14. 14. UWE (UML-based Web Engineering Approach) don’t have a unique and precise notation [Pj94,Sb98]. Our approach provides methodological guidelines and modeling elements for storyboarding. The next step of our method goes towards an implementation (Figure 1). Based on the storyboard model the designer can decide whether he wants to choose a multiple- window technique and/or whether he wants to use frames and/or dynamic page generation. The objective of the presentation model is to show where the user interface views of the storyboard model are presented to the user, i.e. in which frame or window they are displayed. This also shows which contents are replaced when the user interacts with the system. In addition to the client pages, constructed in accordance with the user interface views, server pages in the sense of Conallen are identified when they are required for the dynamic generation of client pages. Conceptual Model Navigation Model Presentation Model «trace» «trace» Fig. 1: Models of the UWE design process Modeling the User Interface of Web Applications with UML Rolf Hennicker1 , Nora Koch 1,2 1 Institute of Computer Science Ludwig-Maximilians-University of Munich Oettingenstr. 67 D-80538 München, Germany {kochn,hennicke}@informatik.uni-muenchen.de 2 F.A.S.T. Applied Software Technology GmbH Arabellastr. 17 D-81925 München, Germany koch@fast.de Abstract. Today's User Interfaces (UIs) are complex software components, which play an essential role in the usability of an application. The development of UIs requires therefore, not only guidelines and best practice reports, but also a development process including the elaboration of visual models and a standardized notation for this visualization.
  15. 15. ? Project Employee head projects ByProjectNameByEmployee ByProjectName ByDepartment ByEmployeeName ByDepartment employees ByProyect Name departments projects employees ByEmployee Name ByDepartment Name projects 1 1..* 1 1..* 1..* 1 1..* 1 1..* 1 1 1 1 1..* searchEmployees searchBy EmployeeName ByDepartment {xor} 1 Company Department 1 1 0..1 CompanyMenu DepartmentMenu EmployeeMenu 1 Fig. 5: Navigation Model
  16. 16. object within a guided tour). «presentation class» CompanyMenu «presentation class» Company Head Departments Projects Employees «UI view» CompanyView Employee «UI view» HeadView Department Index «UI view» DepartmentIndex «UI view» DepartmentView HeadMenu Head Departments Projects Employees Home Head Departments Projects Employees Home «presentation class» DepartmentMenu «presentation class» DepartmentMenu Head Departments Projects Employees Home «anchored collection» * ... Department «presentation class» «presentation class» «presentation class» «presentation class» 1 1 1 Fig. 8: Storyboard Scenario for Head and Department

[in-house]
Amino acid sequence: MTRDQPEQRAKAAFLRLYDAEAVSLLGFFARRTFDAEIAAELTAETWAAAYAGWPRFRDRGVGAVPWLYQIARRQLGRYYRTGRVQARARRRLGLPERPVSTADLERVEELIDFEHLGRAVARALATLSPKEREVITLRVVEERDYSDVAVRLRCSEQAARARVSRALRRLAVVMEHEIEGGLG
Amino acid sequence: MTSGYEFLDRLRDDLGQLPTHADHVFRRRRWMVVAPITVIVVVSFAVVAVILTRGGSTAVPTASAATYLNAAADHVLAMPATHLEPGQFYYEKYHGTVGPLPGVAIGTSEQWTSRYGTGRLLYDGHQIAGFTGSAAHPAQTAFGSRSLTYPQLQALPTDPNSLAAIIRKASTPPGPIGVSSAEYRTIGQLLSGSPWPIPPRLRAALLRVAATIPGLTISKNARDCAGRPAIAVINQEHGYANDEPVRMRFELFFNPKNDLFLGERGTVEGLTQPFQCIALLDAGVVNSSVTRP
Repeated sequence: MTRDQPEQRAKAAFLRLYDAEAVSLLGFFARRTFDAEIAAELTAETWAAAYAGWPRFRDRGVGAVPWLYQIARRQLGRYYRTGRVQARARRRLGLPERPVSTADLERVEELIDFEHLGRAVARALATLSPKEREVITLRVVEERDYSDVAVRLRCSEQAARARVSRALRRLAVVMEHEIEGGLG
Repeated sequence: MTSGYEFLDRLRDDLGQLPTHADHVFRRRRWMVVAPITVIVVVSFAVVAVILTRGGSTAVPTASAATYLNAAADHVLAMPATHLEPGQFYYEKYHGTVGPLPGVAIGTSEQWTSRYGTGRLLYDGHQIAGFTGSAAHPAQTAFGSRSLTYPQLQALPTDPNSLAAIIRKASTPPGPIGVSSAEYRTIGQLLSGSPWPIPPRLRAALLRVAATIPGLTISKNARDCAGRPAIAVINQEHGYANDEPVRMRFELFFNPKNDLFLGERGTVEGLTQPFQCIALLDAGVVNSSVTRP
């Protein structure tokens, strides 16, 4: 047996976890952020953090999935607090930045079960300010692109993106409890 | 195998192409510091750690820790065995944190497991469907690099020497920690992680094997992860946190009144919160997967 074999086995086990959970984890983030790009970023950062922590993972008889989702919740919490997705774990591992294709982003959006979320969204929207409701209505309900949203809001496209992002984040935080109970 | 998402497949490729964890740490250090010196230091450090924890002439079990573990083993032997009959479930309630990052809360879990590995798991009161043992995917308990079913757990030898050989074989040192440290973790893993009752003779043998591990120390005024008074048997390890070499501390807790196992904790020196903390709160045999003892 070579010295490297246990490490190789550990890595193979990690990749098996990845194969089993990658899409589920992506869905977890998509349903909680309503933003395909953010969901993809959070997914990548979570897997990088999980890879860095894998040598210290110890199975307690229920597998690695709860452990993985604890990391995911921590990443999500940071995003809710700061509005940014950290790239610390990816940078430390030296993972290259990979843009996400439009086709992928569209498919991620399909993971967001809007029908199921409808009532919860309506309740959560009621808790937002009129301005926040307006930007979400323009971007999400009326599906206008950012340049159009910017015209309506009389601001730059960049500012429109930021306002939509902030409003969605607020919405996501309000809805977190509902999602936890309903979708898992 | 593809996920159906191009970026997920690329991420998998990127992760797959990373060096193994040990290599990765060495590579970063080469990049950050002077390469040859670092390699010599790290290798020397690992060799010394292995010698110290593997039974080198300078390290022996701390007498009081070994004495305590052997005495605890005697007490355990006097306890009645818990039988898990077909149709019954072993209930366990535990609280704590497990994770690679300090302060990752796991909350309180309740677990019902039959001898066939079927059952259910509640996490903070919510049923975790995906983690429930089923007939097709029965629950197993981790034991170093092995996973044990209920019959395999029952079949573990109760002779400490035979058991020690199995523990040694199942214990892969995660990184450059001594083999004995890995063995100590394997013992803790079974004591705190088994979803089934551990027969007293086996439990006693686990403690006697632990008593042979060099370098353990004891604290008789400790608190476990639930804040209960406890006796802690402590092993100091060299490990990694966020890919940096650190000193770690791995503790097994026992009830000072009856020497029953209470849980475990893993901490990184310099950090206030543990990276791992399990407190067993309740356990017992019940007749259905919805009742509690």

17. 17. Head Departments Projects Employees «client page» CompanyMenu «client page» MainMenu Head Departments Projects Employees Home «window» TopWindow «frameset» CompanyFrameset «frame» Left «frame» Right «client page» Company «frameset» MainFrameset «frame» Main Left «frame» Main Right «links» «displays» «links» «client page» Employee «server page» DeptartmentIndex «client page» DepartmentIndex «builds» «links» «displays» «displays» «displays» «displays» «displays» «displays» {xor} «targets» «targets» Fig. 10: View of the Presentation Model of the Company Web Site
  18. 18. or they are generated dynamically. : User window1 : Window : Left : Right display (CompanyFrameset) display(CompanyMenu) display(Company) select(Head) display(MainMenu) select(Department Índex) display(DepartmentIndex) display(MainFrameset) display(Employee) Fig. 11: Presentation Flow for a Scenario of the Company Web Site
  19. 19. 2 Pedro F. Campos and Nuno J. Nunes seamlessly supporting multiple levels of abstraction (in terms of UI detail). The following section describes the languages and the semantic model of our tool. Section 3 briefly explains some of the tool’s features and Section 4 draws some conclusions and future lines of research. Figure 1: Prototyping techniques from inception to construction (adapted from [1]). 2. CanonSketch: the Languages A UML-Based Tool for Designing User Interfaces Pedro F. Campos and Nuno J. Nunes University of Madeira – Dep. of Mathematics and Engineering Campus Universitário da Penteada 9000-930 Funchal – Portugal Abstract. Existing software modeling tools are widely recognized to be hard to use and, hence, to adopt. We believe those usability problems are related to a legacy of formalism-centric tools that don’t promote the new challenges of modern software development. In this short paper, we briefly describe a new tool, under development, that tries to promote usability in modeling tools to support collaborative development of interactive software. It focuses on usable, real-world languages and a developer-centered design. . Introduction Task models Detailed prototypes 이를 극복하기 위해,Task model 에 대응하는 Detail 의 규범을 정의하는 언어를 적용하기도 하지만, 자연스럽지 않다.